May 18 (Bloomberg) -- Microsoft Corp. won a federal trade ruling that will force Motorola Mobility Holdings Inc. to alter software on some of its Android-based mobile phones to keep bringing them into the U.S.
A U.S. International Trade Commission judge found that Motorola Mobility infringed a patent covering a program by Redmond, Washington-based Microsoft called ActiveSync, which lets users generate meeting requests among a group. Six other patents weren’t violated, the judge ruled.
The ruling still must be reviewed by President Barack Obama, who can override the order on public policy grounds.
“We hope that now Motorola will be willing to join the vast majority of Android device makers selling phones in the U.S. by taking a license to our patents,” David Howard, Microsoft’s deputy general counsel, said in an e-mailed statement.
An exclusion order would affect Droid 2, Droid X, i1, Cliq XT, Devour, Backflip, Charm and Clip models, according to a filing with the ITC.
Motorola Mobility said it was disappointed and would explore options including an appeal. “Motorola Mobility will not experience any impact in the near term,” Jennifer Erickson, a company spokeswoman, said in an e-mail.
The ruling probably will push Motorola to reach a settlement and pay Microsoft a licensing fee instead of having to modify the phone software, said Charlie Wolf, an analyst with Needham & Co in New York.
“These cases usually end up with the parties settling,” Wolf said.
The case is part of a broader effort by Microsoft and Apple Inc. to curtail the growth of mobile devices that run on Google Inc.’s Android operating system. Google licenses Android for free to further its mobile-advertising business.
The platform has become the most popular for smartphones, with more than half of a market for mobile devices that Yankee Group has projected will reach $360 billion this year.
Microsoft contends it should be paid royalties by makers of mobile devices that run on Android. The software maker has reached licensing deals with Samsung Electronics Co. and HTC Corp.
Motorola Mobility, which is being bought by Google, refused to pay and instead struck back in a case at the trade agency.
Microsoft’s willingness to license is different from Apple, which wants makers of Android smartphones to make changes to its devices, Wolf said.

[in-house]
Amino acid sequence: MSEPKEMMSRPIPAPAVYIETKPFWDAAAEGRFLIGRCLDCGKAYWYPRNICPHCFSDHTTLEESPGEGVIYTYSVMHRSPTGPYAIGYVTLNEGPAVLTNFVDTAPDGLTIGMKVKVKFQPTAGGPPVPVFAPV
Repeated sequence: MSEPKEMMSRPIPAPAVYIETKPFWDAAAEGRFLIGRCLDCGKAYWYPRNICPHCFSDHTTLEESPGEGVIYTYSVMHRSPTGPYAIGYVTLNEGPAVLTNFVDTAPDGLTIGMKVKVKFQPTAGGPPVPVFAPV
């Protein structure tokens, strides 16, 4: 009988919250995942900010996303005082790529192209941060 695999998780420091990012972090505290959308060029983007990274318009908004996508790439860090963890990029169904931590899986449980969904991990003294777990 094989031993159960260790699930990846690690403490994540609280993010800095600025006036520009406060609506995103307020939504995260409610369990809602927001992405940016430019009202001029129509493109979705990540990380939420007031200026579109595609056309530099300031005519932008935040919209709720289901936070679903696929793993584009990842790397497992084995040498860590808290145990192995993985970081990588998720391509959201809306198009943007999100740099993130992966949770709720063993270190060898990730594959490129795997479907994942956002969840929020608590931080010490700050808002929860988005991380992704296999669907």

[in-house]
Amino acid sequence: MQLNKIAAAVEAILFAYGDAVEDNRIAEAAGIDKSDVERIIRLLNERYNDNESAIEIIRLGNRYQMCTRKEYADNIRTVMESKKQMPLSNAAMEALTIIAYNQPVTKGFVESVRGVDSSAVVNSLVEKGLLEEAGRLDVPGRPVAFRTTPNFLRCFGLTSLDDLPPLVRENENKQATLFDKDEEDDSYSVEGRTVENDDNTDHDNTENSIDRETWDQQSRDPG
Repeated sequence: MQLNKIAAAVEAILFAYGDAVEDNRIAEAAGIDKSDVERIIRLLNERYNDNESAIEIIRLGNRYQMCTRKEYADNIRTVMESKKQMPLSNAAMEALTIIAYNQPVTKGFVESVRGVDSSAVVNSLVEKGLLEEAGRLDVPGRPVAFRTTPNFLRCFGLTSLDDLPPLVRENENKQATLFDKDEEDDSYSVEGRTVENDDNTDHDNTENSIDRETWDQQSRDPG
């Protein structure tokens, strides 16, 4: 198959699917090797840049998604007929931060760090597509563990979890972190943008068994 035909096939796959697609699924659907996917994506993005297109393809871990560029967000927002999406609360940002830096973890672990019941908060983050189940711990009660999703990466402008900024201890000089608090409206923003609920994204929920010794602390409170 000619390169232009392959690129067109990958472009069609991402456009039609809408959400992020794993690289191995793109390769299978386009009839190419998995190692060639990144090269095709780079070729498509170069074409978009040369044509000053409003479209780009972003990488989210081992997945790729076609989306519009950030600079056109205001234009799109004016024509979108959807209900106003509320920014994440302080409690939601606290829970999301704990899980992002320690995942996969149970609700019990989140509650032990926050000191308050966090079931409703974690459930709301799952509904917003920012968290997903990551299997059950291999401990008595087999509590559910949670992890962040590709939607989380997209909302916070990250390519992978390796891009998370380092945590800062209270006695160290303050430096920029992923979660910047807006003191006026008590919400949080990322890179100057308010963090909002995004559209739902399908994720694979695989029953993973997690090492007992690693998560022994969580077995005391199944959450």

“I would expect Motorola to get together with Microsoft to resolve this,” he said.
Microsoft has capitalized on patents it said cover features of Android, and said it has struck licensing agreements with makers of more than 70 percent of all Android devices sold in the U.S. Microsoft’s only litigation with Android-device makers is with Motorola Mobility, following a settlement reached last month with Barnes & Noble Inc.
The software maker filed the ITC complaint in October 2010. Motorola Mobility responded by sending letters demanding royalties on Microsoft products, including the Xbox and Windows operating system. The legal battle has since escalated, with Microsoft accusing Motorola Mobility of misusing its patents in a lawsuit pending in Seattle and before regulators in the U.S. and Europe.
Motorola Mobility has filed its own patent-infringement claim against Microsoft at the agency, seeking to block sales of the Xbox. An ITC judge said Microsoft was infringing four Motorola Mobility patents; Microsoft wants the commission to review that decision.
Microsoft’s case against Motorola Mobility is In the Matter of Certain Mobile Devices, Associated Software and Components Thereof, 337-744, while Motorola Mobility’s case against Microsoft is In the matter of Gaming and Entertainment Consoles, 337-752, both U.S. International Trade Commission (Washington).
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